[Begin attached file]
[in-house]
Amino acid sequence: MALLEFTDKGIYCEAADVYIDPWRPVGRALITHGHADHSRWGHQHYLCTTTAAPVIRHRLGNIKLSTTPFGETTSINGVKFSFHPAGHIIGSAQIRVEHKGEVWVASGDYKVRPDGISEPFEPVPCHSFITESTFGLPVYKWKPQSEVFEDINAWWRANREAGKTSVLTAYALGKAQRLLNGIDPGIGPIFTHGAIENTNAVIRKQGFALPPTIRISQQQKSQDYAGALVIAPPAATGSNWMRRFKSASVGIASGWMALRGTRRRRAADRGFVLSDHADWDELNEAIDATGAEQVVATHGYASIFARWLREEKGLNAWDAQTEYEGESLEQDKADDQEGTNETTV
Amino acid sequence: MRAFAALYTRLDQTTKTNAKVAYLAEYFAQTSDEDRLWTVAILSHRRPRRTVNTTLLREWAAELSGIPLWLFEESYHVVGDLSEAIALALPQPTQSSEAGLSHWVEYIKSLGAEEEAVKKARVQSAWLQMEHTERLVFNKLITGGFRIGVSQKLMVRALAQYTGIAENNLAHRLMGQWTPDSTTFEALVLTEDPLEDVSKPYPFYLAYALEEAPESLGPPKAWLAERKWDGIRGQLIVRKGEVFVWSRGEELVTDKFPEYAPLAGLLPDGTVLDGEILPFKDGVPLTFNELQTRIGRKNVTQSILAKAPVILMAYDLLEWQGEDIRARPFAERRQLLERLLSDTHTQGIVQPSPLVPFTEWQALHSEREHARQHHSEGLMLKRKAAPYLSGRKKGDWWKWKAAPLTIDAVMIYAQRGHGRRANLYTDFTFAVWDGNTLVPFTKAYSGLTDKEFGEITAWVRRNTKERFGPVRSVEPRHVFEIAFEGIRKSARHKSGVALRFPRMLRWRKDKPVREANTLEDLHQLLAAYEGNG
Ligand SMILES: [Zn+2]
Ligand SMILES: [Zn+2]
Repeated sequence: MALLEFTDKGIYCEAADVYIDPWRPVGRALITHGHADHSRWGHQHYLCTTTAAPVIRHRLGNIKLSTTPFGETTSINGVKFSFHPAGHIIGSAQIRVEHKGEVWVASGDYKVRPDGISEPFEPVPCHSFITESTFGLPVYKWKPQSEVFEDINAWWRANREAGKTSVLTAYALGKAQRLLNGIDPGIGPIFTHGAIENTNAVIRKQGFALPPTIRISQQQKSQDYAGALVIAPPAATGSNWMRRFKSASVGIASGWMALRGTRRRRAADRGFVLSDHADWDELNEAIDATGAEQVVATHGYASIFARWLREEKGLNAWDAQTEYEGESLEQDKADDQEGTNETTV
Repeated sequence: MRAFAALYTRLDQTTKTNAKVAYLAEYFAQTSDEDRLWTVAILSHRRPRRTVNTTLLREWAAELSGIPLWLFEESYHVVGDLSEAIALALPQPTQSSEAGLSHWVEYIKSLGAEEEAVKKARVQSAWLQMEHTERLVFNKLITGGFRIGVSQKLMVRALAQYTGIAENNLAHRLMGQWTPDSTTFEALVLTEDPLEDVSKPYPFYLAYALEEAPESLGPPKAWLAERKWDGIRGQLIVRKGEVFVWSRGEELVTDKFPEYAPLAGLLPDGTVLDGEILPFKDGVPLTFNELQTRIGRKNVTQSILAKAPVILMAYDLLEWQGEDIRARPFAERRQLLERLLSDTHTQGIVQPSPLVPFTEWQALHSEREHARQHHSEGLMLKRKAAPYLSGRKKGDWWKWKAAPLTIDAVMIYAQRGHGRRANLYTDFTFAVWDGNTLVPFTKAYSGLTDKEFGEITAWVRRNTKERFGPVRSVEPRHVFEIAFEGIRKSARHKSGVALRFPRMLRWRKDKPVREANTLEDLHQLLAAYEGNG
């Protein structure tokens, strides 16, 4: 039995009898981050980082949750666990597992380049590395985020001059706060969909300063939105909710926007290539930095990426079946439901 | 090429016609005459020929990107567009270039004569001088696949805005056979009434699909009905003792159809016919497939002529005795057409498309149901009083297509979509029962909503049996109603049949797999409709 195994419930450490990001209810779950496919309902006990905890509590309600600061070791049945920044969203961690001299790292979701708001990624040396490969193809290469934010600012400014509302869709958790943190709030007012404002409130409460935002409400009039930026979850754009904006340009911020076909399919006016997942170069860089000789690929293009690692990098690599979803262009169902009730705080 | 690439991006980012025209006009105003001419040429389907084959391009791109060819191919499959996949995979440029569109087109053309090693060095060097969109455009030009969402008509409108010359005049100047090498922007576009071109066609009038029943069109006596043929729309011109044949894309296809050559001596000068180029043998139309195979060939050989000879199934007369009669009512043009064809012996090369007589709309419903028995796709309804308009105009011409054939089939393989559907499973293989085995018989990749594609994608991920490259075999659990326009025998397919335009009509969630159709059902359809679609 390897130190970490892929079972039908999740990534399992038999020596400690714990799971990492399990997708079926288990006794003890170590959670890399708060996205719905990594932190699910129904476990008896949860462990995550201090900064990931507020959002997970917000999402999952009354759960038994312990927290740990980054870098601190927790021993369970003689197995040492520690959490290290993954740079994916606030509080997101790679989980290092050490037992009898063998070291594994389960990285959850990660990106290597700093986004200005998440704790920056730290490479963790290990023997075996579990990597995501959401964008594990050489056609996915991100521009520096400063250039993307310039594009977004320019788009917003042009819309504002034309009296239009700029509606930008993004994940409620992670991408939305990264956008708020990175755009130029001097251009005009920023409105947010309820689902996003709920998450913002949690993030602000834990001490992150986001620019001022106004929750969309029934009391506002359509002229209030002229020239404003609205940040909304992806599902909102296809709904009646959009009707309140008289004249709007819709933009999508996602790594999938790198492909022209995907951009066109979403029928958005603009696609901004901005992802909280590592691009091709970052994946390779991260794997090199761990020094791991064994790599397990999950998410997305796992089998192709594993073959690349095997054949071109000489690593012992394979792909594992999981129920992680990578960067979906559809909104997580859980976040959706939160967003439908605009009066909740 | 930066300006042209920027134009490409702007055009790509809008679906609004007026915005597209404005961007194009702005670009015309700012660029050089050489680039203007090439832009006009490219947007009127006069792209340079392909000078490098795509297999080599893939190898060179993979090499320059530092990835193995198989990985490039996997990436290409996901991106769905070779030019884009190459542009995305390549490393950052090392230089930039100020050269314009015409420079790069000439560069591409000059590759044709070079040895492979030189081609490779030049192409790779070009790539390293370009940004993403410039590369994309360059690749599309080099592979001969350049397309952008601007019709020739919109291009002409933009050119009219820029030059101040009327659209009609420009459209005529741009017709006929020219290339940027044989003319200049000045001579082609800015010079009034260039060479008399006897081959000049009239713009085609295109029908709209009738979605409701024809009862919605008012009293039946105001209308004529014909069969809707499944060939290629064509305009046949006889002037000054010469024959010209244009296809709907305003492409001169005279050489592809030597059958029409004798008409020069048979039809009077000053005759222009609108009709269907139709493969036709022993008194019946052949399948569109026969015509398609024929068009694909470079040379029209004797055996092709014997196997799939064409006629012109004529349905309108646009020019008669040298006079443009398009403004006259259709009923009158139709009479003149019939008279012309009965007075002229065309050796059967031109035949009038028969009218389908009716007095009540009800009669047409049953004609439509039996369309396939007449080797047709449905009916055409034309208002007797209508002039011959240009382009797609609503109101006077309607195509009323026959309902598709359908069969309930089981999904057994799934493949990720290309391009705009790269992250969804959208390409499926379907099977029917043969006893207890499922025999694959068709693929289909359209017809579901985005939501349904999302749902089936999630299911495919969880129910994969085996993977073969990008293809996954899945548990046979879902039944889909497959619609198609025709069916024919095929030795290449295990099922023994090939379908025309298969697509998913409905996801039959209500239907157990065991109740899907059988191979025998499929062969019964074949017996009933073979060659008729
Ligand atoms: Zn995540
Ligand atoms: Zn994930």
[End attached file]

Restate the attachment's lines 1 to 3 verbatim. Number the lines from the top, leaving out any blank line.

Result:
[in-house]
Amino acid sequence: MALLEFTDKGIYCEAADVYIDPWRPVGRALITHGHADHSRWGHQHYLCTTTAAPVIRHRLGNIKLSTTPFGETTSINGVKFSFHPAGHIIGSAQIRVEHKGEVWVASGDYKVRPDGISEPFEPVPCHSFITESTFGLPVYKWKPQSEVFEDINAWWRANREAGKTSVLTAYALGKAQRLLNGIDPGIGPIFTHGAIENTNAVIRKQGFALPPTIRISQQQKSQDYAGALVIAPPAATGSNWMRRFKSASVGIASGWMALRGTRRRRAADRGFVLSDHADWDELNEAIDATGAEQVVATHGYASIFARWLREEKGLNAWDAQTEYEGESLEQDKADDQEGTNETTV
Amino acid sequence: MRAFAALYTRLDQTTKTNAKVAYLAEYFAQTSDEDRLWTVAILSHRRPRRTVNTTLLREWAAELSGIPLWLFEESYHVVGDLSEAIALALPQPTQSSEAGLSHWVEYIKSLGAEEEAVKKARVQSAWLQMEHTERLVFNKLITGGFRIGVSQKLMVRALAQYTGIAENNLAHRLMGQWTPDSTTFEALVLTEDPLEDVSKPYPFYLAYALEEAPESLGPPKAWLAERKWDGIRGQLIVRKGEVFVWSRGEELVTDKFPEYAPLAGLLPDGTVLDGEILPFKDGVPLTFNELQTRIGRKNVTQSILAKAPVILMAYDLLEWQGEDIRARPFAERRQLLERLLSDTHTQGIVQPSPLVPFTEWQALHSEREHARQHHSEGLMLKRKAAPYLSGRKKGDWWKWKAAPLTIDAVMIYAQRGHGRRANLYTDFTFAVWDGNTLVPFTKAYSGLTDKEFGEITAWVRRNTKERFGPVRSVEPRHVFEIAFEGIRKSARHKSGVALRFPRMLRWRKDKPVREANTLEDLHQLLAAYEGNG